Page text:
class Bar; end
end

does not produce a nested class. There is no relationship between the two classes and/or between the class Bar and instances of class Foo. The only thing this does is bind class Bar to a constant named Bar namespaced inside Foo. The Wikipedia article is simply wrong in including Ruby in the list. At the top, the article defines meaning #1 above, but the list is actually languages supporting meaning #2.

A proper nested class has the following properties:

  • The inner class is a property of instances of the outer class, i.e. the "nested" class is not actually nested inside the outer class, it is nested inside instances of the outer class, which also means that each instance of the outer class gets its own copy of the inner class (at least semantically). This means that a.Inner and b.Inner (assuming a and b are instances of Outer) are not the same class! (And the class Outer.Inner doesn't exist.)
  • Likewise, instances of the inner class are nested inside their corresponding instances of the outer class, they are visible only to that single object (unless exported, i.e. returned from a public method).

As Konrad Rudolph pointed out in his comment, being able to lexically nest class definitions is a simple and obvious thing that is not interesting in any way.

| improve this answer | |
  • So, the only thing instances of inner classes have that other classes don't is a back-pointer, and you consider that part of the classes identity, instead of the objects state? Did I miss anything there? – Deduplicator Jun 28 '18 at 0:19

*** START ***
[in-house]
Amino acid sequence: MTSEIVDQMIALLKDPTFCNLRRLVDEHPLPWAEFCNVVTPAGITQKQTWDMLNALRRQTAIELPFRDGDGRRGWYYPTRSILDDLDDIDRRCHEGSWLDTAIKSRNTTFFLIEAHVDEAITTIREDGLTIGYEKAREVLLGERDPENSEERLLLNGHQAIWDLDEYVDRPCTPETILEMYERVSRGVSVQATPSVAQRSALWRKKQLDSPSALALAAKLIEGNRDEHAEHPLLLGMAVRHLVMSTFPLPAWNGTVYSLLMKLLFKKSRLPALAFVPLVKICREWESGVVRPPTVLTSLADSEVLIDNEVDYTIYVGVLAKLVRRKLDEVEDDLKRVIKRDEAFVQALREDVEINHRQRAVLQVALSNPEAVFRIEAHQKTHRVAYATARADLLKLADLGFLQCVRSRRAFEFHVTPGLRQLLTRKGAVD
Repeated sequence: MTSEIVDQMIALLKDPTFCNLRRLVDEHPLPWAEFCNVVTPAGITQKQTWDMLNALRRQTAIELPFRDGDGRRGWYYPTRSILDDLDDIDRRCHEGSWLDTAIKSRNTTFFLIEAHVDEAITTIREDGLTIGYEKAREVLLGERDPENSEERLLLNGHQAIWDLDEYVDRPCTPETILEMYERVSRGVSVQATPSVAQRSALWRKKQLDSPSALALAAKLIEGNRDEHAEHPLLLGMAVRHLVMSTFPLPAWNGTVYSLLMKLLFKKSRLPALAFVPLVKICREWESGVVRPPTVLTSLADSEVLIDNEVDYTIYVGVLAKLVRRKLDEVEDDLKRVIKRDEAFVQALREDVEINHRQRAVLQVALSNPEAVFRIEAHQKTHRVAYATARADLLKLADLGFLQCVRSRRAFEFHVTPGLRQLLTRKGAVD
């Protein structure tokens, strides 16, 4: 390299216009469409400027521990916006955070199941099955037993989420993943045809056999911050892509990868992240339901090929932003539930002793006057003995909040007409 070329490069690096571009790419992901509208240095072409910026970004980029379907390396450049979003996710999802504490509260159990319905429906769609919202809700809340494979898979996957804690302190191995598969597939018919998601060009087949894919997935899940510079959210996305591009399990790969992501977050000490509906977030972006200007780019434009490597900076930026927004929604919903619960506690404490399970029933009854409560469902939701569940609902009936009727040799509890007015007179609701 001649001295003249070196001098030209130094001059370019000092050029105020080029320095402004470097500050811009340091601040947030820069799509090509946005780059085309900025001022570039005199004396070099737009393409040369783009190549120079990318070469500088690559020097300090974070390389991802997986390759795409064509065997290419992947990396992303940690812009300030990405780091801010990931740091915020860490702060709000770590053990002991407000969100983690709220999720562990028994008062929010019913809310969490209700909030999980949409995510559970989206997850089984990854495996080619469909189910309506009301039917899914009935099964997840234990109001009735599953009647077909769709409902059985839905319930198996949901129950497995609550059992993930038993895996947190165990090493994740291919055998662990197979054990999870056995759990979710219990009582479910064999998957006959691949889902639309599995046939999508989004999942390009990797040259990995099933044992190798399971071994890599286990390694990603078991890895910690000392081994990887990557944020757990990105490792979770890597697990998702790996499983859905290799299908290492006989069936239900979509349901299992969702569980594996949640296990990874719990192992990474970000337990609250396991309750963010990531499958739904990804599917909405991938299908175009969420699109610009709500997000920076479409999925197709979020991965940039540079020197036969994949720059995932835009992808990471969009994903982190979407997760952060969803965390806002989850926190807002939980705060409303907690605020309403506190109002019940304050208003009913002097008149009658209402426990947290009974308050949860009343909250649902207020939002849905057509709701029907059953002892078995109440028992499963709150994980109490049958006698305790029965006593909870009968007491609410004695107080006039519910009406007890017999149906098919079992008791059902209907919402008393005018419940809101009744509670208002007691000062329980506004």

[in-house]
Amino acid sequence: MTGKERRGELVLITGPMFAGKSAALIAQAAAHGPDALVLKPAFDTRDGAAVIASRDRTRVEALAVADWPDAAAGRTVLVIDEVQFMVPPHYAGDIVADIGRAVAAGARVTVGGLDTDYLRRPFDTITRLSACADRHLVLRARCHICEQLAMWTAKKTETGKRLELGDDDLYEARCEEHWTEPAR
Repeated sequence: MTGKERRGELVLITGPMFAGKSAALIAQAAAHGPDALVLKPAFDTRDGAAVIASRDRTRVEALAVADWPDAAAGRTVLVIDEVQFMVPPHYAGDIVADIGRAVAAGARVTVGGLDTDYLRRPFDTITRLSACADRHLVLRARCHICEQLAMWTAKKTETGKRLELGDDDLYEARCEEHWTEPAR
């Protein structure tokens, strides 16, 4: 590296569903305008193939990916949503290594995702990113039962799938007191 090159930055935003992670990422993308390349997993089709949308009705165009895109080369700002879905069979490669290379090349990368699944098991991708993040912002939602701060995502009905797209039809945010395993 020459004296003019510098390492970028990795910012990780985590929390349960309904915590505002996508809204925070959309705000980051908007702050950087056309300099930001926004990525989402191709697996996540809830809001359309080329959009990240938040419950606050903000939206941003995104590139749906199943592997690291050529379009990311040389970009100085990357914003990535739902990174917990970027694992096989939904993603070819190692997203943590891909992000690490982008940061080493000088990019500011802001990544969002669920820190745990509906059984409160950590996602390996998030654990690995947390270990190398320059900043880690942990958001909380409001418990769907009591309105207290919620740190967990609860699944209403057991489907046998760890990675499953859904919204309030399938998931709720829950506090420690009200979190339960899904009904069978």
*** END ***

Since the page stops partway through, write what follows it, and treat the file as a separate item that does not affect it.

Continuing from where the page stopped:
-1

C++ has nested classes, and pretty much from day one

| improve this answer | |
  • 4
    Those are fundamentally different from Java’s inner classes, which share the state of the parent class instance. It’s not quite clear but I’m assuming that that’s what OP is asking about since C++’s inner classes are a boring concept that requires no further discussion. – Konrad Rudolph Jun 27 '18 at 9:10
  • @KonradRudolph Do Java nested classes have any interesting properties aside from an implicit back-pointer to the instance of the outer class? – Deduplicator Jun 27 '18 at 22:08
  • @Deduplicator Do closures have any interesting properties aside from an implicit back-pointer to the instance of the enclosing scope? — In both cases the answer is “no” but it’s missing the emergent properties you get from that. – Konrad Rudolph Jun 28 '18 at 9:42
  • @KonradRudolph: Often, they don't have that at all (Lua closures only know the variables they use, C++ ones only those the programmer asked for). And which emergent properties? – Deduplicator Jun 28 '18 at 11:22
  • @Deduplicator Right but that’s an implementation detail. As for emergent properties, everything that can be accomplished with closures. There’s rich theory there, and even richer practice (OOP is a consequence of closures). – Konrad Rudolph Jun 28 '18 at 12:25

Your Answer

By clicking “Post Your Answer”, you agree to our terms of service, privacy policy and cookie policy

Not the answer you're looking for? Browse other questions tagged or ask your own question.